The solutions are coming from the private sector, and are already available with off-grid business models and technologies. Evidence is given by the call for proposal from ElectriFI which was ten times over signed implying multi billions of investments opportunities.

Then again there is a need to be careful that the countries in question do not fall into the regret that ‘Northern’ countries now have on their neo-liberal models of the last decades, in which responsibilities for public tasks were shifted too much to the private sector. Strong regulation looking after the interest of the end clients seem to be an important cornerstone here. For example, striking the right balance for the allowed electricity price, high enough to attract investors but low enough for mostly low income clients to be affordable.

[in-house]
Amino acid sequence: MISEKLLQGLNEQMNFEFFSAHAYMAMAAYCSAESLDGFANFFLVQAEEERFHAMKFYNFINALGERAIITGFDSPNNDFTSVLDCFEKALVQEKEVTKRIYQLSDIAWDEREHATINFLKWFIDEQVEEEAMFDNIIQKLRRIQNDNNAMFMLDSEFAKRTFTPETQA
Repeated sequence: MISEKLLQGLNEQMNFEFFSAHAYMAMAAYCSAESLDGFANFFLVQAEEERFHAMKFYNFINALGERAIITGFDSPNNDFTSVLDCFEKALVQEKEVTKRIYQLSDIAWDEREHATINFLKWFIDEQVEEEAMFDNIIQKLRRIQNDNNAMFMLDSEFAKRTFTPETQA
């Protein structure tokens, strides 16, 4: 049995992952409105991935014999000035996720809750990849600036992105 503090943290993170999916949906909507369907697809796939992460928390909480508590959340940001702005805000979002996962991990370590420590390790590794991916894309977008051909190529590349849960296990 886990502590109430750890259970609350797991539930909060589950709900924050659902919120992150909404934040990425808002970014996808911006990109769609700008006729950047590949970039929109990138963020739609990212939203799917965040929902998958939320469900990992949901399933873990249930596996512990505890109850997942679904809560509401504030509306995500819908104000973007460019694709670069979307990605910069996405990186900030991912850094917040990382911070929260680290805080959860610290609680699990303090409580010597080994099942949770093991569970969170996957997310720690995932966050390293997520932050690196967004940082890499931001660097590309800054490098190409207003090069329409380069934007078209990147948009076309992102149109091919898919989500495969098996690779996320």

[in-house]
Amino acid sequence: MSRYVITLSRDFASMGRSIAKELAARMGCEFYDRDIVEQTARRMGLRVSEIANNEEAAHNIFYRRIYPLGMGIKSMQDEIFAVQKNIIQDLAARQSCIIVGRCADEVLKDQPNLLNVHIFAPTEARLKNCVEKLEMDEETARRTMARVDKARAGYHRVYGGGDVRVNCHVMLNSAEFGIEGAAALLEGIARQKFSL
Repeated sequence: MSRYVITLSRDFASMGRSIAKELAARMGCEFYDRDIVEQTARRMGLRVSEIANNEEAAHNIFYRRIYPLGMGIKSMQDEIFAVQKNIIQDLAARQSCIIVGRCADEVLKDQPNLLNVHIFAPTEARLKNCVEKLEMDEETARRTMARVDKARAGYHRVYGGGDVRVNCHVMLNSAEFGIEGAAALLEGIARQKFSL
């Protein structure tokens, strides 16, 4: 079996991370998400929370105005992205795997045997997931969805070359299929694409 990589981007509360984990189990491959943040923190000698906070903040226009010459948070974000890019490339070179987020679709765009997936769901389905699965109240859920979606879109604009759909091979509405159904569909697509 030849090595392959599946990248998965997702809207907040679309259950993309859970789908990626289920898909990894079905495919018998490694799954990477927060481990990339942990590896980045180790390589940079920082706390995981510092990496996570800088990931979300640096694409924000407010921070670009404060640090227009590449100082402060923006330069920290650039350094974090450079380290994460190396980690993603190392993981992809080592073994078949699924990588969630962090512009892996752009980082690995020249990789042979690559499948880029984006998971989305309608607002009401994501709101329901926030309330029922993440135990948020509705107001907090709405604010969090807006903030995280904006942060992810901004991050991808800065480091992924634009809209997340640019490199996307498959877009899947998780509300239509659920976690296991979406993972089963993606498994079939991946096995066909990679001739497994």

Protection from too high electricity prices can also achieved by other effective ways than regulation such as by de-risking investors. If for example the government can make it easier or less risky for a private sector player to invest, the requested and necessary margin can be significantly lower which again will lead to lower electricity prices for producers and consumers. To give this assistance to companies is possible with one-stop shops which provide for easy to follow licencing procedures and information on regulation and contacts. But to increase interest from investors it will be of great added value if the Rural Electrification Agencies (REA) would start gathering and distributing information on where interesting markets are.

By gathering information per village how many people and companies are present, what their load requests are and how e.g. ground ownership is organised, the REAs could make pre-feasibility studies. Gathering project information is time consuming and costly, and by its nature very early in the project life cycle and so risk bearing activity. Especially for foreign companies. However, for a local public body is looks like a much more simple task to fulfil. Such market information can then be published so that the private sector can see where the interesting options are.